"Romance and Reason" in the New York Review of Books!

By Maggie Pavao

James Romm's review of Romance and Reason: Islamic Transformations of the Classical Past in the New York Review of Books highlights the exhibition's emphasis on the convergence of Islamic and Western thought.

Romm writes, "Iskandar—as Alexander (the Great) came to be known in Arabic and Persian texts—can be seen visiting the holy Kaaba stone in Mecca, as though performing the hajj. That image foregrounds the show’s principal theme, the startling continuities between the ancient Greek world and medieval and early modern Islam. Alexander’s journey from Macedonian monarch to pious Muslim sage can be traced in the larger of the show’s two rooms, where richly illustrated copies of the Koran and the Persian poems Shahnameh (“Book of Kings”) and Khamsa are displayed beside Greco-Roman statuettes of the conqueror himself."

The exhibition's second gallery contains "scientific, astrological, and medical treatises, illustrated in a wide variety of styles. Here, the influence on the medieval Islamic world of Greek thinkers like Dioscorides, Galen, and Ptolemy is on full display."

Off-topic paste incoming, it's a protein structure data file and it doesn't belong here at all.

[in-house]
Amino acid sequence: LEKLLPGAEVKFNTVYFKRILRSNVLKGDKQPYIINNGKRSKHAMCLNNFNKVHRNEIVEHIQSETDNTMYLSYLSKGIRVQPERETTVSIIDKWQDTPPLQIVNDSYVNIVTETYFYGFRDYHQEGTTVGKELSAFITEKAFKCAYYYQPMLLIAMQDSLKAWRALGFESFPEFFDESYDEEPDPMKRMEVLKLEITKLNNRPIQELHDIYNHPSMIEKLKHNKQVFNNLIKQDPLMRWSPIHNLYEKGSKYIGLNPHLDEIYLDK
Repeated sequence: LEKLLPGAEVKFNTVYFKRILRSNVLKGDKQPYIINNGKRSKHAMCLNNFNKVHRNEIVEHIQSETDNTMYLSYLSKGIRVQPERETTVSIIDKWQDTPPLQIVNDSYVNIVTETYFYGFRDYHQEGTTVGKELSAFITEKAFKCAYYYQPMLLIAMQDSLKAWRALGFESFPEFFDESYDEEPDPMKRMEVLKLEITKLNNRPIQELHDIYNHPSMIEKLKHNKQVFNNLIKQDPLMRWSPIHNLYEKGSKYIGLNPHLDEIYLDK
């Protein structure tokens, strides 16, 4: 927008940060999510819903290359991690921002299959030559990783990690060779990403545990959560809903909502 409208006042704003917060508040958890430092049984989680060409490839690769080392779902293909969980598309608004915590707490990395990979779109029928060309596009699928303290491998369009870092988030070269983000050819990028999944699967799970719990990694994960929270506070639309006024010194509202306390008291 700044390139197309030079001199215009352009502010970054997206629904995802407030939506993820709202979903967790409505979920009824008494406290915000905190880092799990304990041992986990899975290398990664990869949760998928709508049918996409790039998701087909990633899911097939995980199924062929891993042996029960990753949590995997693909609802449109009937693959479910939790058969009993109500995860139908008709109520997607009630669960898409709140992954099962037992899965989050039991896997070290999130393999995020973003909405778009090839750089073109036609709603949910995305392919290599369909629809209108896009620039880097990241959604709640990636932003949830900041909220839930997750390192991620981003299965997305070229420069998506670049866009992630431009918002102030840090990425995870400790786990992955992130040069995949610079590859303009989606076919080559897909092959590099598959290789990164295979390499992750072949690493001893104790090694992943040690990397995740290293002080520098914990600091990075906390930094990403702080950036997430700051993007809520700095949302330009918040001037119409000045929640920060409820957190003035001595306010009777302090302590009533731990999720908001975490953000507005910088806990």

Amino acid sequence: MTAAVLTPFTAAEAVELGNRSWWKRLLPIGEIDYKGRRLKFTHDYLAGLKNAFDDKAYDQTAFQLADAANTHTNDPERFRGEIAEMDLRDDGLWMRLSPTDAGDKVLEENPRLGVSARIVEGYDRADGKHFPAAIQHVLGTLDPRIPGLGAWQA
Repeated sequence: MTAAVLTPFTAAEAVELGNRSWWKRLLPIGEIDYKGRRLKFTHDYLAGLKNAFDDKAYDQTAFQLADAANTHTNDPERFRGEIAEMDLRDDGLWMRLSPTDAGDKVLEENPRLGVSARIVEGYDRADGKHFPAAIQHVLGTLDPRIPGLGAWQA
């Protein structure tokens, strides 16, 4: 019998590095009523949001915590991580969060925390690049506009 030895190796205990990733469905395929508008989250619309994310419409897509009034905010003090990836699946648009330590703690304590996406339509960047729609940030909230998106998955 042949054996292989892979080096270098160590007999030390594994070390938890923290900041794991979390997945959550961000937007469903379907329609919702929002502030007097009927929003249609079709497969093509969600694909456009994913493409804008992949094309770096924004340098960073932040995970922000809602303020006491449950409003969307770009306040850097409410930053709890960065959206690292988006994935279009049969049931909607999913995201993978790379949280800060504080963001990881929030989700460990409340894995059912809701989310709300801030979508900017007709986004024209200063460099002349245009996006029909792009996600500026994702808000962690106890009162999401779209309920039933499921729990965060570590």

Khamsa. Iskandar Attends the Dying Dara
Author: Nizami Ganjavi (1141–1209); Copyist: Unknown; Language: Persian
Ink, opaque watercolor, and gold on paper
Folio: H. 25 cm; W. 15 cm
Iran, 17th century
Brooklyn Museum, Bequest of Frank L. Babbott: 34.5996
(c) Brooklyn Museum

The show is accompanied by an exhibition catalogue, Romance and Reason, distributed by Princeton University Press (a chapter is available online here). The lavishly illustrated catalogue explores the breadth and depth of Islamic engagement with ancient Greek thought. Drawing on manuscripts and artifacts from the collections of the National Library of Israel and prominent American institutions, the catalogue’s essays focus on the portrayal of Alexander the Great as ideal ruler, mystic, lover, and philosopher in Persian poetry and art, and how Islamic medicine, philosophy, and science contended with and developed the classical tradition.